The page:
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Several d-amino acids have been identified in plants. However, the biosynthetic pathway to them is unclear. In this study, we cloned and sequenced a cDNA encoding a serine racemase from barley which contained an open reading frame encoding 337 amino acid residues. The deduced amino acid sequence showed significant identity to plant and mammalian serine racemases and contained conserved pyridoxal 5-phosphate (PLP)-binding lysine and PLP-interacting amino acid residues. The purified gene product catalyzed not only racemization of serine but also dehydration of serine to pyruvate. The enzyme requires PLP and divalent cations such as Ca(2+), Mg(2+), or Mn(2+), but not ATP, whereas mammalian serine racemase activity is increased by ATP. In addition to the results regarding the effect of ATP on enzyme activity and the phylogenetic analysis of eukaryotic serine racemases, the antiserum against Arabidopsis serine racemase did not form a precipitate with barley and rice serine racemases. This suggests that plant serine racemases represent a distinct group in the eukaryotic serine racemase family and can be clustered into monocot and dicot types.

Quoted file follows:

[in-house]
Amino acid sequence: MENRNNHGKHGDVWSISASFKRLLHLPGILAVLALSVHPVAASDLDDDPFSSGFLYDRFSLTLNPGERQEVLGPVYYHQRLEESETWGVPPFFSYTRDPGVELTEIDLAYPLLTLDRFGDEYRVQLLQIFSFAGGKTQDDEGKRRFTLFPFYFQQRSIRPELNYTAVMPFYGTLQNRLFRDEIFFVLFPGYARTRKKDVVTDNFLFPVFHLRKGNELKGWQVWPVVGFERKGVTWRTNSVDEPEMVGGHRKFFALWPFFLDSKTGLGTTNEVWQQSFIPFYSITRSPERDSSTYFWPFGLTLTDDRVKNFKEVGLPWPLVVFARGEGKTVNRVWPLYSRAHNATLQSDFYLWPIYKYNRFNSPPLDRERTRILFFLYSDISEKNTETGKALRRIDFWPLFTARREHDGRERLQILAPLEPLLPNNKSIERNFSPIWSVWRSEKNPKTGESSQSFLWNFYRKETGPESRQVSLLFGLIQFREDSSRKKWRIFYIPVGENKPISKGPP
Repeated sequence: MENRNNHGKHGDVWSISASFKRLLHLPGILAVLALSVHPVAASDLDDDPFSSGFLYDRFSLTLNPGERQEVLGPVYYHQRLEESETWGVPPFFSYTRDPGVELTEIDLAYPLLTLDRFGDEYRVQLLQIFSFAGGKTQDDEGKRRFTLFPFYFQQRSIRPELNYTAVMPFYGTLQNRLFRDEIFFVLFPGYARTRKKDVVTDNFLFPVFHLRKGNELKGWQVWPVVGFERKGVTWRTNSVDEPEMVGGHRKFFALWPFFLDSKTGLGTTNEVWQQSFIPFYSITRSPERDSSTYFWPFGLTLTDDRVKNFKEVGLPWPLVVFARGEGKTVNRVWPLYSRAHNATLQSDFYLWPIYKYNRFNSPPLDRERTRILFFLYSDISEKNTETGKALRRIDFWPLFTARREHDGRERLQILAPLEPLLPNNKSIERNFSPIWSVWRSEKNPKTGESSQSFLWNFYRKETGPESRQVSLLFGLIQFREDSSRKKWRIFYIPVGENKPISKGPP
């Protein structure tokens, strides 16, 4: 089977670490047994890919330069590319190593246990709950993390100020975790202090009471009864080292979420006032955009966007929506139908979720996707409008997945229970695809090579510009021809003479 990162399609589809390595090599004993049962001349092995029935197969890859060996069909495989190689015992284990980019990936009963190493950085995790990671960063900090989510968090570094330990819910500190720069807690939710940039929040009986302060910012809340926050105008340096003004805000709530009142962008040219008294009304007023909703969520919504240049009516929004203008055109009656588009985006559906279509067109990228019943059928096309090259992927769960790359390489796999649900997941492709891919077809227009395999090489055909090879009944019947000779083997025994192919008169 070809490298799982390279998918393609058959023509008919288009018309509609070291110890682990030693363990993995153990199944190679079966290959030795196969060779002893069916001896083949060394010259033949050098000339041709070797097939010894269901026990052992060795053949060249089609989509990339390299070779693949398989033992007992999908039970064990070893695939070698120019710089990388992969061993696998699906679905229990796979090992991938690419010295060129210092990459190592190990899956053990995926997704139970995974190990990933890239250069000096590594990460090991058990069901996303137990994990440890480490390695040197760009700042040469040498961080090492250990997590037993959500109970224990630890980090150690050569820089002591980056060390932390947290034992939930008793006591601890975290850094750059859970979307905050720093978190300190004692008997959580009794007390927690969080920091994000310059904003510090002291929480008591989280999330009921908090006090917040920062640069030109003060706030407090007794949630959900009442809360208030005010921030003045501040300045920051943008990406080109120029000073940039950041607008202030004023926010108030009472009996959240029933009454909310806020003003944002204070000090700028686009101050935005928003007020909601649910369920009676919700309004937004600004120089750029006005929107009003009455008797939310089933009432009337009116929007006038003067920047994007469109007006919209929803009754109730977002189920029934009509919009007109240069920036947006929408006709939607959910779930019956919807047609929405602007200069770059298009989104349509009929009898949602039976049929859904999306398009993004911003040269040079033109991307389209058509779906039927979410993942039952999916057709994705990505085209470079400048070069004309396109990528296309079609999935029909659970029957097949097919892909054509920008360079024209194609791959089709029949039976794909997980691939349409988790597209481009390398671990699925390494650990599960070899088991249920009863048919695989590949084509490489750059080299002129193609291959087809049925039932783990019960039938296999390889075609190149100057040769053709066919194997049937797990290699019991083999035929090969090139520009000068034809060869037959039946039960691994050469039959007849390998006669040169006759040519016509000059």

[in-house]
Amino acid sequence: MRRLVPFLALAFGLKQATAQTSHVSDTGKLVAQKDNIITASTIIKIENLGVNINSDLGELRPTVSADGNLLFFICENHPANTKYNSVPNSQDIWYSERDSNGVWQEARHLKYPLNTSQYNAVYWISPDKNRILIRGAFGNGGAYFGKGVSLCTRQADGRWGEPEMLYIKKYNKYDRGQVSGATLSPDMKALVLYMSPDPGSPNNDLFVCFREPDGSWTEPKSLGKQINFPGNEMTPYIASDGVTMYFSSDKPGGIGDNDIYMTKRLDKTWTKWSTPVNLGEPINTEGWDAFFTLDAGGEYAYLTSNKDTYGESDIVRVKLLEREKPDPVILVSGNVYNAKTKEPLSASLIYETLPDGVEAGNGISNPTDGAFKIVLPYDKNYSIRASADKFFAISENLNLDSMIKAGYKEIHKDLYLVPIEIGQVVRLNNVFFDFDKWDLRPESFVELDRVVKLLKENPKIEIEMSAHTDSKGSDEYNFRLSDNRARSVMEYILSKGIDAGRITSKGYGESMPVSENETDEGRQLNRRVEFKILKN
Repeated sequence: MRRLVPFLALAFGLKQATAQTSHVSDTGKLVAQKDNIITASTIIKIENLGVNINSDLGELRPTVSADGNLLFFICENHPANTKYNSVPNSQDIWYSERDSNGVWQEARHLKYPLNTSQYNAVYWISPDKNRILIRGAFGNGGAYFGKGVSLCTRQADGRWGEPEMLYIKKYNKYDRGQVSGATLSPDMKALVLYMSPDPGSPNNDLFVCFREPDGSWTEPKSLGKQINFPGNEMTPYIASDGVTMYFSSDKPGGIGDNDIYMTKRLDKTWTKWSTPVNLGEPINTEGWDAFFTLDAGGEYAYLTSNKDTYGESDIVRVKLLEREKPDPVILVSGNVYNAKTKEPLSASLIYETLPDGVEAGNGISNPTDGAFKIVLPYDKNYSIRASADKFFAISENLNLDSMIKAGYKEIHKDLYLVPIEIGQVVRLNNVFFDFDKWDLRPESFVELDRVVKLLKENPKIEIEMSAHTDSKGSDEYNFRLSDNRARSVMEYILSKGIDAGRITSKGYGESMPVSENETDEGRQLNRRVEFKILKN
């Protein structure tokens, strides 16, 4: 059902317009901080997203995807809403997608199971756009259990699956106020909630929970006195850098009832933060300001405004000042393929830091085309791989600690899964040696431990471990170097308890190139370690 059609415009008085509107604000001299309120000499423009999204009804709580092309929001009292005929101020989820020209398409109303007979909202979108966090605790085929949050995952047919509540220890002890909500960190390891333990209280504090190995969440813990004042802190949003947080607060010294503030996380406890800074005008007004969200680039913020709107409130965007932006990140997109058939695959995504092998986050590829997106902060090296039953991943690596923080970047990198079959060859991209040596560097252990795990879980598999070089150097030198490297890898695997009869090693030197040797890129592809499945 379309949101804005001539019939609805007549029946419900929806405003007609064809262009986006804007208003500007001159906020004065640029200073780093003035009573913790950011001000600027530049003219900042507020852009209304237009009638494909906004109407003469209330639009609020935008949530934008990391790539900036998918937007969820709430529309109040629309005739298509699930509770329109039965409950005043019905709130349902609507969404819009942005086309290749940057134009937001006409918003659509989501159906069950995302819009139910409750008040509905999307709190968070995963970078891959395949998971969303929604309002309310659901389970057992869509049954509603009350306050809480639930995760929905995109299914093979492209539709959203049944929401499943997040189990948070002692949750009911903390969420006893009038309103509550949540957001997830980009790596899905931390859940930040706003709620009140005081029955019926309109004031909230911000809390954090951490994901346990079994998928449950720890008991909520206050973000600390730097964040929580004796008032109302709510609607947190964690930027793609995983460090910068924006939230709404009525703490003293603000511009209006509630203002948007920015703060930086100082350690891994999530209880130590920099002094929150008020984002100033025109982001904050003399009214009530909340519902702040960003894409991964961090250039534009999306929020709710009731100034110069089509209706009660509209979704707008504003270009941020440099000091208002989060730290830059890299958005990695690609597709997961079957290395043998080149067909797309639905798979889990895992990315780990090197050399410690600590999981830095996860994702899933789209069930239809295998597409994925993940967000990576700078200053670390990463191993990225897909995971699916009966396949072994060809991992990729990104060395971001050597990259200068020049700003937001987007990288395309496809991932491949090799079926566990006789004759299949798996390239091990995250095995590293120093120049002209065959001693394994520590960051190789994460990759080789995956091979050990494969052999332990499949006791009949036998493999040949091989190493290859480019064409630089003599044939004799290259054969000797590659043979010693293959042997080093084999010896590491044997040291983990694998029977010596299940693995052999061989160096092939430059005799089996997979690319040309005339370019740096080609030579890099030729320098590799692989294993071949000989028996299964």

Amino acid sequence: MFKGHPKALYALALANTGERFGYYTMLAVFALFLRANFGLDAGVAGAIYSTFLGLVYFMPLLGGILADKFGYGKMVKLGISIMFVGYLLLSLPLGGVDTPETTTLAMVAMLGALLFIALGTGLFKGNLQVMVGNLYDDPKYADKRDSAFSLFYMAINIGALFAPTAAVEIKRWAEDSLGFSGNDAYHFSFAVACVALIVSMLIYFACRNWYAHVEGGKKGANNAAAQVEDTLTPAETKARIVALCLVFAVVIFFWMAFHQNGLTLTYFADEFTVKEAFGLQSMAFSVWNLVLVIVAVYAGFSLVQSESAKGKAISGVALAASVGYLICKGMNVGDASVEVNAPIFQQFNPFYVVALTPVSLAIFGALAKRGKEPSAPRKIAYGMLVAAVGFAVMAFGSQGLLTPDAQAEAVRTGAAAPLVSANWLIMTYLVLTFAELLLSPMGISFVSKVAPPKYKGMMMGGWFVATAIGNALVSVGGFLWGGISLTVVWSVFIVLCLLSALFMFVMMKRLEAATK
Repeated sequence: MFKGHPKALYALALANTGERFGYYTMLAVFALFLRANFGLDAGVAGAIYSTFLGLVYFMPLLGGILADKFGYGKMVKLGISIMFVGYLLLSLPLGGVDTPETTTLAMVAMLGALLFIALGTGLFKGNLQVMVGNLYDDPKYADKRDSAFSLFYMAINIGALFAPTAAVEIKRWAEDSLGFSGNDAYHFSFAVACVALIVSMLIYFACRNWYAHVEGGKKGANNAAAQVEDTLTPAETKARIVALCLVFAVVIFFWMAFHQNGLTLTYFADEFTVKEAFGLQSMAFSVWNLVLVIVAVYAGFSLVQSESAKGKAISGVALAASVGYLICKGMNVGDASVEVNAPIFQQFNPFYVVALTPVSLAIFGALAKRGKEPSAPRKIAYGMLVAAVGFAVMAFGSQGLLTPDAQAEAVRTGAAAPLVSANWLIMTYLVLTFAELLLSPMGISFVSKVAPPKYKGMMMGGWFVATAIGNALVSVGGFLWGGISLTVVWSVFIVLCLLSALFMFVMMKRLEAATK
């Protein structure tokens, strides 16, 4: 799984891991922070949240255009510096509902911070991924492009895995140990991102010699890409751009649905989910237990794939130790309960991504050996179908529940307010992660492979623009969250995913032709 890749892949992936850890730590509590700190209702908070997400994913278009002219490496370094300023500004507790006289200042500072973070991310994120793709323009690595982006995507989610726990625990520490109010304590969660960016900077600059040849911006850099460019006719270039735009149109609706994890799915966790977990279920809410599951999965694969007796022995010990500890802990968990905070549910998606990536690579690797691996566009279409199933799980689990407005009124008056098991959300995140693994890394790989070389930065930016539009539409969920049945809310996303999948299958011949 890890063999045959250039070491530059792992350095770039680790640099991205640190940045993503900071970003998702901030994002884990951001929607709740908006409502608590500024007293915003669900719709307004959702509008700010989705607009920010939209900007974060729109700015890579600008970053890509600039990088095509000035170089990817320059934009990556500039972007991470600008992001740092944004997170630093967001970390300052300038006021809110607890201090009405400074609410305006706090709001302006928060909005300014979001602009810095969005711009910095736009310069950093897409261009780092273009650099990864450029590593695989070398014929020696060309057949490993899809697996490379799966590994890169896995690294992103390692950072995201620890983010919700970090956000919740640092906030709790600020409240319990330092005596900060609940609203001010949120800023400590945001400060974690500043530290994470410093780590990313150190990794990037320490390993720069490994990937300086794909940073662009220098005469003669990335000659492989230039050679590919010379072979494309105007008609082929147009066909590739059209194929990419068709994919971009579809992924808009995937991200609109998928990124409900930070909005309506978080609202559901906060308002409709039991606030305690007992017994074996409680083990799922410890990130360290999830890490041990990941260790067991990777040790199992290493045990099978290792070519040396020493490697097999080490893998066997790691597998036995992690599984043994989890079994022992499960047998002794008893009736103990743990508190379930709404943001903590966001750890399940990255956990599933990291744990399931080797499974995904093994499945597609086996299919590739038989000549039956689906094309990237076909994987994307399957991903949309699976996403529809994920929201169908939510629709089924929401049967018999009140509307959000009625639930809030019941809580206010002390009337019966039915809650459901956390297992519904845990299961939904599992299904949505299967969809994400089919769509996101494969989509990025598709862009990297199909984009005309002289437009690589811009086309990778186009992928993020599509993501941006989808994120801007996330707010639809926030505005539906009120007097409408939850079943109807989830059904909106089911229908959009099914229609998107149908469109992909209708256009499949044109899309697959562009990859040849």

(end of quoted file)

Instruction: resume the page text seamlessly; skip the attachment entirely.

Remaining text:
Yoshiyuki Fujitani, Terumi Horiuchi, Kazutoshi Ito, Manabu Sugimoto. Serine racemases from barley, Hordeum vulgare L., and other plant species represent a distinct eukaryotic group: gene cloning and recombinant protein characterization. Phytochemistry. 2007 Jun;68(11):1530-6

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PMID: 17499824

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